GM is doing a lot of things right when it comes to trucks today. And perhaps no truck better illustrates this philosophy than the ultra-plush Sierra Denali models. These /-ton beauties have been tricked out with every conceivable luxury item in GM’s arsenal. My demonstrator was loaded with options, including fully adjustable driver and passenger seats, front and rear leather upholstery, full instrumentation, Bose stereo with satellite radio and dash-mounted six-disc CD changer, OnStar security, heated rear-view mirrors, heated seats, dual climate control, tilt steering wheel with stereo controls and a driver information system.
Of course, if you’ve got a demonstrator truck, you have to let friends and family take a turn behind the wheel. Everyone who either rode in or drove the Sierra was impressed with its interior comfort levels. A few friends simply couldn’t believe GM was putting such a high level of luxury in a pickup truck. “I’ve been in Cadillacs that weren’t this nice,” one buddy told me.
My father, who grew up driving a 1951 Chevy 3100 pickup, was also a convert. The Sierra was light years removed from the bench seats and three-speed manual transmissions he associates with pickups. But being an old codger, Dad was also preoccupied with its name. “What the hell does ‘Denali’ mean?” he kept asking me. “I dunno,” I finally told him. “I think it’s supposed to evoke images of Africa – y’know, safaris and stuff like that.” I guess that satisfied him, because he didn’t bring it up again.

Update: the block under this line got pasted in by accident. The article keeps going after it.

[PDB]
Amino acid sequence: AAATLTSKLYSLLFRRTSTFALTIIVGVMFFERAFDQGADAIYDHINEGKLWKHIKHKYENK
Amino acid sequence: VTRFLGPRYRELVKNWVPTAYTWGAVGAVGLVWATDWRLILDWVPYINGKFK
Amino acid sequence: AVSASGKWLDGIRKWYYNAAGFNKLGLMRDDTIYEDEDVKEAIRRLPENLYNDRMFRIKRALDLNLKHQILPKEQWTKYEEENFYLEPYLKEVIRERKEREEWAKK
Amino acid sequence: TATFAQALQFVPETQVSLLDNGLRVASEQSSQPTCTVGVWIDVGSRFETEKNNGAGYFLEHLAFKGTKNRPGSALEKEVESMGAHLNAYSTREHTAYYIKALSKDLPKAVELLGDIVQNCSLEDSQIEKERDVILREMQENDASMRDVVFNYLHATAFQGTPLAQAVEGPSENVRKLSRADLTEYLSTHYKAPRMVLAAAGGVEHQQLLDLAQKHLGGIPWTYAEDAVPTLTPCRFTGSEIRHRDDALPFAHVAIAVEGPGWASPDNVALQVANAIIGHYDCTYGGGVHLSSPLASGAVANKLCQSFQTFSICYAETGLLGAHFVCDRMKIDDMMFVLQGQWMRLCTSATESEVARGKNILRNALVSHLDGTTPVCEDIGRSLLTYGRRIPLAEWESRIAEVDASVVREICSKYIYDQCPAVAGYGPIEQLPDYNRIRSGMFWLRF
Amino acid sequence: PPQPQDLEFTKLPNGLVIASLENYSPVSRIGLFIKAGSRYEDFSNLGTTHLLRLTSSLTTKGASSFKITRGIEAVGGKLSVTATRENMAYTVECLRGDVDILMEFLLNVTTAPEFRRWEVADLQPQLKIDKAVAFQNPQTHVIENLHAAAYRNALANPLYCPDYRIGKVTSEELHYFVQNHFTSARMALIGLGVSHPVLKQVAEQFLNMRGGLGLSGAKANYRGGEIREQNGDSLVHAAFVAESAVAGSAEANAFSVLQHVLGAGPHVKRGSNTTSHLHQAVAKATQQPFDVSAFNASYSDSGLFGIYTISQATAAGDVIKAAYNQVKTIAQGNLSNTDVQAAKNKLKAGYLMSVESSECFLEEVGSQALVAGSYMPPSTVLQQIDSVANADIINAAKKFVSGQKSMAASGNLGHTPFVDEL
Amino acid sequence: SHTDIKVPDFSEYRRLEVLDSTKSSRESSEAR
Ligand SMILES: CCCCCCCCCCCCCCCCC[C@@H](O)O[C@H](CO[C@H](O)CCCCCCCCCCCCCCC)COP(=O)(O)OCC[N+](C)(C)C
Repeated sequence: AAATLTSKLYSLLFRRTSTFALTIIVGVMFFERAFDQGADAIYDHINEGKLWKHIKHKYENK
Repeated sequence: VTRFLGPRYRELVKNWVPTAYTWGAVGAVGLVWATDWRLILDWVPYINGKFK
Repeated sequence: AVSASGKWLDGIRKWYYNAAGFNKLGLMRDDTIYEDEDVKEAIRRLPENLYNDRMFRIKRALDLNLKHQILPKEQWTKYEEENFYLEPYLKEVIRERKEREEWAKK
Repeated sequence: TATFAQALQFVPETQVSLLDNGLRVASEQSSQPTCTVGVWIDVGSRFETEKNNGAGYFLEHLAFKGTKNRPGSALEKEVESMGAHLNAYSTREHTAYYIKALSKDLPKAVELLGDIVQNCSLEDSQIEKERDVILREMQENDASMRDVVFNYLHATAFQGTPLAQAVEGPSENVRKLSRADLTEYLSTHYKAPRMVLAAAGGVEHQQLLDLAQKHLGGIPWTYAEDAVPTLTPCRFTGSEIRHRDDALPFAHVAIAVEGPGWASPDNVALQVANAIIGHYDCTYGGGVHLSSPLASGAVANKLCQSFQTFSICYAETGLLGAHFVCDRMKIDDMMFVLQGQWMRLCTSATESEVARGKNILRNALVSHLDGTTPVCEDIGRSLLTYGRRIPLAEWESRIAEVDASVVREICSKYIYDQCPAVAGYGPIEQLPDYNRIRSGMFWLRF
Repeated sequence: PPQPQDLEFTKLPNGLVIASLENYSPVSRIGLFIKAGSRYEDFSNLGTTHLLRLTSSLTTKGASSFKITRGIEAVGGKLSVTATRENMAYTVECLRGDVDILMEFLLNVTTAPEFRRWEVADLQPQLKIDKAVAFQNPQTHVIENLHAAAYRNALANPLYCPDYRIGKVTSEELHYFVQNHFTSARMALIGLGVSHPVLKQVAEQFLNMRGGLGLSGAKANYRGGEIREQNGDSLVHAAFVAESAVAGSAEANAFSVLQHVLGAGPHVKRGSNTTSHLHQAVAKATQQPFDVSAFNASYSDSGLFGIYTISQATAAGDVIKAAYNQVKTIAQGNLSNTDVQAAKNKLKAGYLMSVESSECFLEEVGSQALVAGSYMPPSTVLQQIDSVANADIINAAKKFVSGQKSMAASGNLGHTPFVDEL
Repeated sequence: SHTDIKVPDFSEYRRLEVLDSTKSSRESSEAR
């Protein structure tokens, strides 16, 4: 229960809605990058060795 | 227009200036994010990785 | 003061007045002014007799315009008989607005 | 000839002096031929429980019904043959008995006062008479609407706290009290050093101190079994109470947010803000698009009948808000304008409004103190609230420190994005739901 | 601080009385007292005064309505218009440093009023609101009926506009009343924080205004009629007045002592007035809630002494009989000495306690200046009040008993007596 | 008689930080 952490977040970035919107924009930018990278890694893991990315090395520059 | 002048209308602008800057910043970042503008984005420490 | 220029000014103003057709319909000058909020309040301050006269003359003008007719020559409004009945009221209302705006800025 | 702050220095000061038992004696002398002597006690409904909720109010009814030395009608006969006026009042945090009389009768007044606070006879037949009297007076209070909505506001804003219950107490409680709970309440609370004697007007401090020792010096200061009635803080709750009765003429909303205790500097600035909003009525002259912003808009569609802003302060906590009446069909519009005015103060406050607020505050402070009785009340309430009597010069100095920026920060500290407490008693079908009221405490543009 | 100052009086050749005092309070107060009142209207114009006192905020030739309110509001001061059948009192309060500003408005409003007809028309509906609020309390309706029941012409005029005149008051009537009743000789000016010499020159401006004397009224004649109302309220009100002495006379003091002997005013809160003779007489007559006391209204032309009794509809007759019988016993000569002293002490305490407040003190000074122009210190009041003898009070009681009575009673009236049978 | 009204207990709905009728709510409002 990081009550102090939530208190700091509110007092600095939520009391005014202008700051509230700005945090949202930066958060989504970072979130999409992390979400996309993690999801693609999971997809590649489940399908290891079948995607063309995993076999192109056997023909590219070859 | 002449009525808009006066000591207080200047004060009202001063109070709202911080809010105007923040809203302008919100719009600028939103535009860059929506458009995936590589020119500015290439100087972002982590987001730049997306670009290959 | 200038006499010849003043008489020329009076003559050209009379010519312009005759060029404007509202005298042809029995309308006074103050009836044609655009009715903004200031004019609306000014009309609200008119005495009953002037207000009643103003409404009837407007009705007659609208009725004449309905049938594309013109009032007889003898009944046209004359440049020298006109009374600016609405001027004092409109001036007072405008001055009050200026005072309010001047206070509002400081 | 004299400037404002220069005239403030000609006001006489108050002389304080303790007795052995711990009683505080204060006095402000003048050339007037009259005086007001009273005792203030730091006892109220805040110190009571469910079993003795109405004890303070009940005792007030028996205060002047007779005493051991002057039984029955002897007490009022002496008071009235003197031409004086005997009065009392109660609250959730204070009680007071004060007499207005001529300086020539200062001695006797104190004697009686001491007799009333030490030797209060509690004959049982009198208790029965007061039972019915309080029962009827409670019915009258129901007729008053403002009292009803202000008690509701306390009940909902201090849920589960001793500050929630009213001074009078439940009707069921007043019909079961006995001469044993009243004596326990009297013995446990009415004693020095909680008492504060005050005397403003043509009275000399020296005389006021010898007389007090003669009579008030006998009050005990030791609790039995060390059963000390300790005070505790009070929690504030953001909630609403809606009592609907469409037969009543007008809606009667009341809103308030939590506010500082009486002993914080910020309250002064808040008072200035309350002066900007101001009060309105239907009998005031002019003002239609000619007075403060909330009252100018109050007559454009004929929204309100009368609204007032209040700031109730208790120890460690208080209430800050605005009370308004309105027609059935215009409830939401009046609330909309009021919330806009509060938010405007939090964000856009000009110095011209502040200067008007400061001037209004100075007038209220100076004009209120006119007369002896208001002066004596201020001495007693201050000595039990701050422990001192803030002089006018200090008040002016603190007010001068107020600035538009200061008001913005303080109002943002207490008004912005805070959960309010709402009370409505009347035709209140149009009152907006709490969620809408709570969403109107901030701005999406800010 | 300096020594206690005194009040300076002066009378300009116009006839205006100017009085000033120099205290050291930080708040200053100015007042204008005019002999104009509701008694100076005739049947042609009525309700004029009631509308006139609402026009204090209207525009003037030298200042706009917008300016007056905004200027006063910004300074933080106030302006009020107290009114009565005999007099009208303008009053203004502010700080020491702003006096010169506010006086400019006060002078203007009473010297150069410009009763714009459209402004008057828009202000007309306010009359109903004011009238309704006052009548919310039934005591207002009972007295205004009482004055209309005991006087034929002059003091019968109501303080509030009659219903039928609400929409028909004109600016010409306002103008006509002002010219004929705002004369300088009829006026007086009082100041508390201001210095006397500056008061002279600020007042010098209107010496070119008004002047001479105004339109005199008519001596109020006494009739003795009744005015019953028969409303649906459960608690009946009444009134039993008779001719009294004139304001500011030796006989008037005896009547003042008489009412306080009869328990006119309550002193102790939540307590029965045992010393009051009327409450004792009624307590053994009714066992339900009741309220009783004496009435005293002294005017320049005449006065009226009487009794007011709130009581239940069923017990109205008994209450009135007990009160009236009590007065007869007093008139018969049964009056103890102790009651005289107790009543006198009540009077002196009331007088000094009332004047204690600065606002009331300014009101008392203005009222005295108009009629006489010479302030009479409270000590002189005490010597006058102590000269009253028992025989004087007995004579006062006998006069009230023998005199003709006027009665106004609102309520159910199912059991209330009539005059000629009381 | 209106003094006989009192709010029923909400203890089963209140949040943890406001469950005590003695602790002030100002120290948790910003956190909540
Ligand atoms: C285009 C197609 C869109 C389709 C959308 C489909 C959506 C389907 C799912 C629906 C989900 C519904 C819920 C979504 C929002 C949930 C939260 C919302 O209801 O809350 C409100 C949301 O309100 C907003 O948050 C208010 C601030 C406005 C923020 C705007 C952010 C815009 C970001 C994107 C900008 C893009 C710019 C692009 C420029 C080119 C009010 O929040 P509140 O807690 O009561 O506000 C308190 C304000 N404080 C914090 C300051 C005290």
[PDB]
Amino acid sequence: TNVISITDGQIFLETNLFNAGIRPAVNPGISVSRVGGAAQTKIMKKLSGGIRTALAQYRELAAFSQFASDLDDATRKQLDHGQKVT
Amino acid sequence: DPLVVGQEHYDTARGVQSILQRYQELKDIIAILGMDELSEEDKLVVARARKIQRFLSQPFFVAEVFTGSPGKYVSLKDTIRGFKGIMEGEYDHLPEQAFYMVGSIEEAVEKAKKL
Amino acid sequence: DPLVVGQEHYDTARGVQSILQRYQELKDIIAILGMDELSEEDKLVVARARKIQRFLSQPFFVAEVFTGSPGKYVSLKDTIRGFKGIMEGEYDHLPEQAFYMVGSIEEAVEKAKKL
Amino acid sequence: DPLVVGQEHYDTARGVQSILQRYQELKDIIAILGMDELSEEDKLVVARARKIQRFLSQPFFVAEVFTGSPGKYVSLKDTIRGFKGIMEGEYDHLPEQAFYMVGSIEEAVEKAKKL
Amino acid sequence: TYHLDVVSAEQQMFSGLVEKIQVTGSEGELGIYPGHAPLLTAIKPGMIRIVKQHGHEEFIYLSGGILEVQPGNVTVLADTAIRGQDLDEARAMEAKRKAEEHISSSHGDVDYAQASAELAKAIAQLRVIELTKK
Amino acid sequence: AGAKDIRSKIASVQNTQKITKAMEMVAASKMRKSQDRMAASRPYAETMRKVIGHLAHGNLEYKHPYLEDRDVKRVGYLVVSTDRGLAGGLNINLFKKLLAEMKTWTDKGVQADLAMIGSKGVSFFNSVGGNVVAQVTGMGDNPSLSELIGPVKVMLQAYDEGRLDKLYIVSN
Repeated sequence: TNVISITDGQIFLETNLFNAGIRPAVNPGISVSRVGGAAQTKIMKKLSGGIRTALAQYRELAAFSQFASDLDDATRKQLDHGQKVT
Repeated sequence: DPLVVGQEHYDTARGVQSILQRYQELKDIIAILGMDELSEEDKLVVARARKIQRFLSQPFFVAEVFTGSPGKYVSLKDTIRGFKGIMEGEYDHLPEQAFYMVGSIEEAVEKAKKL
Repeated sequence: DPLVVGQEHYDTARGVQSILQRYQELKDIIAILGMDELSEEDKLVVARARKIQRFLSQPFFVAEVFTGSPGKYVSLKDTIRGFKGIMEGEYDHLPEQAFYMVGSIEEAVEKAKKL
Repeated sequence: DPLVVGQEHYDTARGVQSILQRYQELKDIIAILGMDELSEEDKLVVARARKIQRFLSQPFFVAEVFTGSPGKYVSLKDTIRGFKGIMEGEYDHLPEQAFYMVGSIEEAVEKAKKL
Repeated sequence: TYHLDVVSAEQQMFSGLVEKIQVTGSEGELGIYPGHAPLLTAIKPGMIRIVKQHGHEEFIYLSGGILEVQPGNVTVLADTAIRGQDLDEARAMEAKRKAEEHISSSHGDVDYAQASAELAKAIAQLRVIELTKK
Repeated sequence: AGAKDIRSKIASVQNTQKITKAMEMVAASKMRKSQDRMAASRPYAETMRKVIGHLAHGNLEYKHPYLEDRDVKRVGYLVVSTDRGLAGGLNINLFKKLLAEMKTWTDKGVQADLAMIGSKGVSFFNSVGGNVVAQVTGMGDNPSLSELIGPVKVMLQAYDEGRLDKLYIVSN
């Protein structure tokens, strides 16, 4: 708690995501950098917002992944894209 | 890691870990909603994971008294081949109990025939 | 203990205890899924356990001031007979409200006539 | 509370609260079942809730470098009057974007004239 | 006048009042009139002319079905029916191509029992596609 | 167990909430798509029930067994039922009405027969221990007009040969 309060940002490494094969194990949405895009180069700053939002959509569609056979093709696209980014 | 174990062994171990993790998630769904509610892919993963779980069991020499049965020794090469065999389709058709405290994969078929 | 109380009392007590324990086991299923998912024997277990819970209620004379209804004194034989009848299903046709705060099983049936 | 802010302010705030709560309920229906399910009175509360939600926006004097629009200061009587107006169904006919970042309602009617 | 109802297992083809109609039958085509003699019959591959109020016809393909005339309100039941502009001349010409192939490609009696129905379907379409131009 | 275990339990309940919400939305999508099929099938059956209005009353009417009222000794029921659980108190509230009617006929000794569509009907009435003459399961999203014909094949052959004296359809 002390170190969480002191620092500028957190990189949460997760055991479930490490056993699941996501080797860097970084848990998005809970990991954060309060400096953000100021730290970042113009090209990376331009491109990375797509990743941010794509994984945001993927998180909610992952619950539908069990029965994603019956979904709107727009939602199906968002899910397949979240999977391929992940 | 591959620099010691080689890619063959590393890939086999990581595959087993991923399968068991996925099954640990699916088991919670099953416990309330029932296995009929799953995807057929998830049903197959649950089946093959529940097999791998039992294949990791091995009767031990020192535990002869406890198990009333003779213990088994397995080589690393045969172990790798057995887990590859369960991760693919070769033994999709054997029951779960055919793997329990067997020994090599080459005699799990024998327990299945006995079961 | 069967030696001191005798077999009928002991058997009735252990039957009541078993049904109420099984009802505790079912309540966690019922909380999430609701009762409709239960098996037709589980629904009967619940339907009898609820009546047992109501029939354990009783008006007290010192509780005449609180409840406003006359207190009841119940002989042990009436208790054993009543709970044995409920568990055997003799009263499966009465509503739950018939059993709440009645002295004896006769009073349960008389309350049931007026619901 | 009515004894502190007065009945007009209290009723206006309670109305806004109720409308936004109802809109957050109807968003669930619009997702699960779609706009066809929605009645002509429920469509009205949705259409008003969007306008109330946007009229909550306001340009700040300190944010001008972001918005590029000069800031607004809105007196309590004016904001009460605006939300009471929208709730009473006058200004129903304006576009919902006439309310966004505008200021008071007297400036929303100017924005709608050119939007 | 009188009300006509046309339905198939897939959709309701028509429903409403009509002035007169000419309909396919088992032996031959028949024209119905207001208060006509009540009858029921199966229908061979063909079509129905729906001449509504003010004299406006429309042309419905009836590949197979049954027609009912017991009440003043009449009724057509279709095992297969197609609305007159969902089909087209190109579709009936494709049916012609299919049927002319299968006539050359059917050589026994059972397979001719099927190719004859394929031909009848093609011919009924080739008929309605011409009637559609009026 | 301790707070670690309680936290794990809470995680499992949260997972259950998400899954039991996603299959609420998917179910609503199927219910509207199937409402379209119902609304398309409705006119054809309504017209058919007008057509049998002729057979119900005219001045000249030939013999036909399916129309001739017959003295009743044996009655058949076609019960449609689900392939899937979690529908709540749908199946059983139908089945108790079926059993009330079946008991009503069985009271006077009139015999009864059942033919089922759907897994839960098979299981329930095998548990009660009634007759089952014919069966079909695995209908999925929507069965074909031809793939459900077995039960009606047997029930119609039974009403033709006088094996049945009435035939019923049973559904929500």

That said, I have no doubt this truck could tackle the savannah. From the outside, the Sierra Denali’s stance and demeanor give it a bulky, aggressive look more in line with a 2500 HD or four-wheel-drive pickup. The broad, chromed-out Denali grill, large headlamps and standard fog lights certainly help reinforce this perception. Up top, GMC has chosen to signify Denali models with amber cab lights, which make the truck appear taller than it actually is, while lending it a bit of big-rig flair. All in all, it’s a very satisfying look.
Pop the Denali’s hood and you’ll find GM’s brawny Vortec 6000 LQ4 gasoline engine waiting for a chance to burn a little rubber. This 6-liter engine puts out a respectable 325-horsepower at 5,000 rpm, which gives the Sierra Denali plenty of oomph at both ends of its power range.
Finely tuned engine and brakes ensure top performance
GM has moved away from mechanical throttle linkage with its 2003 model trucks. The new throttle input system has more in common with aviation fly-by-wire technology than with gas pedals from the days of old. But fear not. Throttle response is quick, precise and seamless. You’d never know your foot was telling a computer how much air and fuel to send to the engine.